How to Survive Being the New Person at Work

It happens to everyone at least once: that first week at a new job where you feel awkward and lonely. Just as it was difficult making new friends at a new school, the same goes for a new job. Thankfully, you can always engage in some simple tasks that make that first week at work just a little more bearable.

Bloomberg Businessweek, 7/27/2012

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How To Bring Meaning Back To Your Work

Because of the current state of the economy, many people these days feel grateful just to have a job, and they're anxious to keep that job, even if the job is not the most fulfilling. But some people find it hard to work unless the work is personally meaningful. How does one find personal fulfillment in a job they're only holding on to because of financial circumstances?

Forbes, 7/23/2012

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Why companies must stop office bullying

Learn how you can intervene in office bullying and create a better workplace environment for all employees.

CBS News, 7/16/2012

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Leadership and The Power of Listening

Read on for tips on becoming a better listener and, therefore, a better leader.

Innovation Excellence, 7/3/2012

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How to Make Optimism Work for You

It's not just about seeing the glass as half full and being an optimist, but the actions you take that can positively affect your life. Recent college graduates searching for work in today's job market, along with older adults trying to re-enter the workplace and those who lost jobs and must now reinvent themselves, can all apply this wisdom to their professional pursuits. Psychologist Elaine Fox explains, "Optimism is no so much about feeling happy, nor necessarily a belief that everything will be fine, but about how we respond when times get tough. Optimists tend to keep going, even when it seems as if the whole world is against them."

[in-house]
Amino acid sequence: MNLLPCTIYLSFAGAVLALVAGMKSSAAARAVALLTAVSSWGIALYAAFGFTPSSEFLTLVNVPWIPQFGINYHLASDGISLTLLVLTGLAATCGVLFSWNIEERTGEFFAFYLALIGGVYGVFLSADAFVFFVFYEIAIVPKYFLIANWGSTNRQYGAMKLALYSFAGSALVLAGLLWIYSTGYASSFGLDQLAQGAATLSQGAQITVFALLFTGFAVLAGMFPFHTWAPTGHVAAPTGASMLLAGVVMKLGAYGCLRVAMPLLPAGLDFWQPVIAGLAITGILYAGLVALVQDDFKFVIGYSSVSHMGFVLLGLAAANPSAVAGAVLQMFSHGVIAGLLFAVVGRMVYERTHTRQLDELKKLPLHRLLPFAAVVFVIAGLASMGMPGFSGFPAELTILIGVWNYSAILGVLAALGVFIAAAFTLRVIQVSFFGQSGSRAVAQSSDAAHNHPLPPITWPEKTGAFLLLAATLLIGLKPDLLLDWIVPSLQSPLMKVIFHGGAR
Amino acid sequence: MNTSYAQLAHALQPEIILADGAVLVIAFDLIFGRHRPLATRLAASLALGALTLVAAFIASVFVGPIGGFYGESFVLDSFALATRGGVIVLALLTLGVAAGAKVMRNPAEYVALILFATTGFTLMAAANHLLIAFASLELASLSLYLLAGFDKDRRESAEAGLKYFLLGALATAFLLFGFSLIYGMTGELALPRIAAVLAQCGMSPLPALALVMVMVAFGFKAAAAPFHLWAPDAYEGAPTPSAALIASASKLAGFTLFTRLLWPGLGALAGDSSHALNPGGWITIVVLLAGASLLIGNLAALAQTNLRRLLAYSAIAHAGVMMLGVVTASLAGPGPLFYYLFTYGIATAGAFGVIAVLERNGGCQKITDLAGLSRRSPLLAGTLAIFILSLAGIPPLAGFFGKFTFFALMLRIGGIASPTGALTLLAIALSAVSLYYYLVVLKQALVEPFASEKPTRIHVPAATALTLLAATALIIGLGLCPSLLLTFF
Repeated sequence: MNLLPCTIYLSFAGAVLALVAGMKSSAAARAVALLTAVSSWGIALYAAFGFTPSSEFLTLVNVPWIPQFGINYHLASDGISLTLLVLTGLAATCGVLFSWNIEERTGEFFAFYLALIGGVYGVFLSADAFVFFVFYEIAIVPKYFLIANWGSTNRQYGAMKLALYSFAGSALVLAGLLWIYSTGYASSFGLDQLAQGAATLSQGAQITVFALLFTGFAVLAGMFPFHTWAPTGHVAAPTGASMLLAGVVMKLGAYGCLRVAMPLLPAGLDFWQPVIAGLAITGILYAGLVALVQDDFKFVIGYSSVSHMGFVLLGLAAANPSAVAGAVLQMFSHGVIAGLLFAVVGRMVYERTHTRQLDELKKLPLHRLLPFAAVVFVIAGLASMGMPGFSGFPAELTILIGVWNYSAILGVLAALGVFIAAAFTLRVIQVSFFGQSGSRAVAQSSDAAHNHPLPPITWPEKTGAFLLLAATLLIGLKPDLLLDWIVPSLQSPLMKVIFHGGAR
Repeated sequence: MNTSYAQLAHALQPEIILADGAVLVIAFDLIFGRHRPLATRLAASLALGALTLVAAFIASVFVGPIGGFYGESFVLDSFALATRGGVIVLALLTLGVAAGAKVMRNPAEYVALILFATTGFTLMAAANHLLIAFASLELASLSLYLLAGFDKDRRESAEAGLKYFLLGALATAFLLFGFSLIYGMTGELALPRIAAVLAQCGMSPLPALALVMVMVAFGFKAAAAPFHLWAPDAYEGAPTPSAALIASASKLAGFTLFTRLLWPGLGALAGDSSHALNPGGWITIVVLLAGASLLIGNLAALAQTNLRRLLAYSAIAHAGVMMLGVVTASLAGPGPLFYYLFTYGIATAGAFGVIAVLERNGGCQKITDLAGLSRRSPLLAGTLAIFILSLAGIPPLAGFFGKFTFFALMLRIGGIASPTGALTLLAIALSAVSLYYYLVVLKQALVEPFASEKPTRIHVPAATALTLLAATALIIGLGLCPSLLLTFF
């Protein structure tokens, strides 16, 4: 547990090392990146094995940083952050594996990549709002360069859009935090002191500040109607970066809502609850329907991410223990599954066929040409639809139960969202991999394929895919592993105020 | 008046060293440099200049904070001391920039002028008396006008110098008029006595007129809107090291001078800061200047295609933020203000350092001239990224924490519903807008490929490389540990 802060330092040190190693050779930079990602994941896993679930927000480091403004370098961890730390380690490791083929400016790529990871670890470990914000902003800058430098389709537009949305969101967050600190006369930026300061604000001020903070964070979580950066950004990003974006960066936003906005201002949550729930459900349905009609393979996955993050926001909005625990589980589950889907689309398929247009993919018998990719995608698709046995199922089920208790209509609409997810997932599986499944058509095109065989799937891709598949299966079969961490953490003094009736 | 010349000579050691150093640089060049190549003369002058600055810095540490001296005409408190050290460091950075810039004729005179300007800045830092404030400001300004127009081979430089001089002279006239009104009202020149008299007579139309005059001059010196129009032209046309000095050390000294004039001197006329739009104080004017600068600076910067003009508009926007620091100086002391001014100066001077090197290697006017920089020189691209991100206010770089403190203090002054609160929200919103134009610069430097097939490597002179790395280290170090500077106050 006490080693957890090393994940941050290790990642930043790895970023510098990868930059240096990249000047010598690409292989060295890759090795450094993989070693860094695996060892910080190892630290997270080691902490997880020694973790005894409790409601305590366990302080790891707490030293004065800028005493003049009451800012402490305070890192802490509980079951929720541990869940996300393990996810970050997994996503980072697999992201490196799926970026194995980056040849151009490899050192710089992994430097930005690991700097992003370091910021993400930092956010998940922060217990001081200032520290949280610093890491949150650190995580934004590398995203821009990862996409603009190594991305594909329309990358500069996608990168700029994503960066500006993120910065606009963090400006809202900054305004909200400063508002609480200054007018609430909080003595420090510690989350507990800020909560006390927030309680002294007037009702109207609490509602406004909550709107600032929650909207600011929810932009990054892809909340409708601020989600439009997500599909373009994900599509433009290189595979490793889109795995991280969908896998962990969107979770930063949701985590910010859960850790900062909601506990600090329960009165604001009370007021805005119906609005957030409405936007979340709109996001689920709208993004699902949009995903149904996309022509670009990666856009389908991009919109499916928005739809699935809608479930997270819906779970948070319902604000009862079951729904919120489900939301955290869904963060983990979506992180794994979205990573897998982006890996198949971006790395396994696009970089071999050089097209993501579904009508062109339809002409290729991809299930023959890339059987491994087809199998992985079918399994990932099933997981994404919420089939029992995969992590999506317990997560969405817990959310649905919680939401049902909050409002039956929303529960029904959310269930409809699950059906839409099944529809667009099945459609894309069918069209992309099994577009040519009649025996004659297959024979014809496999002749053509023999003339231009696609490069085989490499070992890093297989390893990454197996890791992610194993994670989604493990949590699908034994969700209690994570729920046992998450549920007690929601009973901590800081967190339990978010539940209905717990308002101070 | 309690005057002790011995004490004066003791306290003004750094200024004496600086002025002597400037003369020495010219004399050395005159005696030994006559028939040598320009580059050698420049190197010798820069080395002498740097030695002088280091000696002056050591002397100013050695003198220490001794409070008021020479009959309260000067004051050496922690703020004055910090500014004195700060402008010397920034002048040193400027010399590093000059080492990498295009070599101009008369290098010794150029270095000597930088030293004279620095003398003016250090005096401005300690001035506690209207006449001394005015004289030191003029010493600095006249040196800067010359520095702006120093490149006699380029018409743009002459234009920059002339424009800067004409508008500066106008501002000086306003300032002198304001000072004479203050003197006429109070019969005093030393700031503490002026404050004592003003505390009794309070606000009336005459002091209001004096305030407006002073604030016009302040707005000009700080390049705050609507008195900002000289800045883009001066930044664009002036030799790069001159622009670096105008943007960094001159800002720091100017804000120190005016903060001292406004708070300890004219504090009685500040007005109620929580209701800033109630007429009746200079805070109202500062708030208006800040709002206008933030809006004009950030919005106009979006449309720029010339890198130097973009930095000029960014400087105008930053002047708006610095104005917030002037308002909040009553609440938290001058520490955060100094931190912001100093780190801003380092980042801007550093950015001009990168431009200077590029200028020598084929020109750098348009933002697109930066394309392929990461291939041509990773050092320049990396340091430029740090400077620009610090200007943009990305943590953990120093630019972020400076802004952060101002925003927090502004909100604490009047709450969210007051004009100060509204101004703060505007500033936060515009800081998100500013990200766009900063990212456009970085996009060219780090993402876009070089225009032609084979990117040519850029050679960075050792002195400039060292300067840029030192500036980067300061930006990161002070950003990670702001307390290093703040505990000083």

The New York Times, 7/2/2012

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Grammar, a Victim in the Office

Grammar gaffes are invading the office in an age of informal email, texting and Twitter. Employers say the grammar skills of people they hire are getting worse... but language is evolving so fast that old rules of usage are eroding.

The Wall Street Journal, 6/20/2012

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Companies Slip Workouts Into Work

More and more companies are installing indoor walking tracks, stairwell programs, and treadmills in their offices in an effort to find clever and relatively inexpensive ways to get people moving without cutting into busy workdays or needing to join a corporate gym. The director of well-being and innovation at health insurer Humana Inc., Brent Densford, says, "The important thing is to increase activity on a day-to-day basis." Humana has invested in walkstations that combine a work station with a treadmill, so you can use a laptop and get exercise at the same time. The Walkstation by Steelcase, pictured above, is a combination desk-treadmill that goes up to 2 miles per hour.

The Wall Street Journal, 6/18/2012

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Revenge of the Nerds: Tech Firms Scour College Campuses for Talent

You don't have to be a star athlete to be recruited and courted on campus these days. Today, outstanding computer science majors are being enticed by tech companies to come on board even before they graduate. Companies are wooing these top college students with offers of equity, high salaries and free food.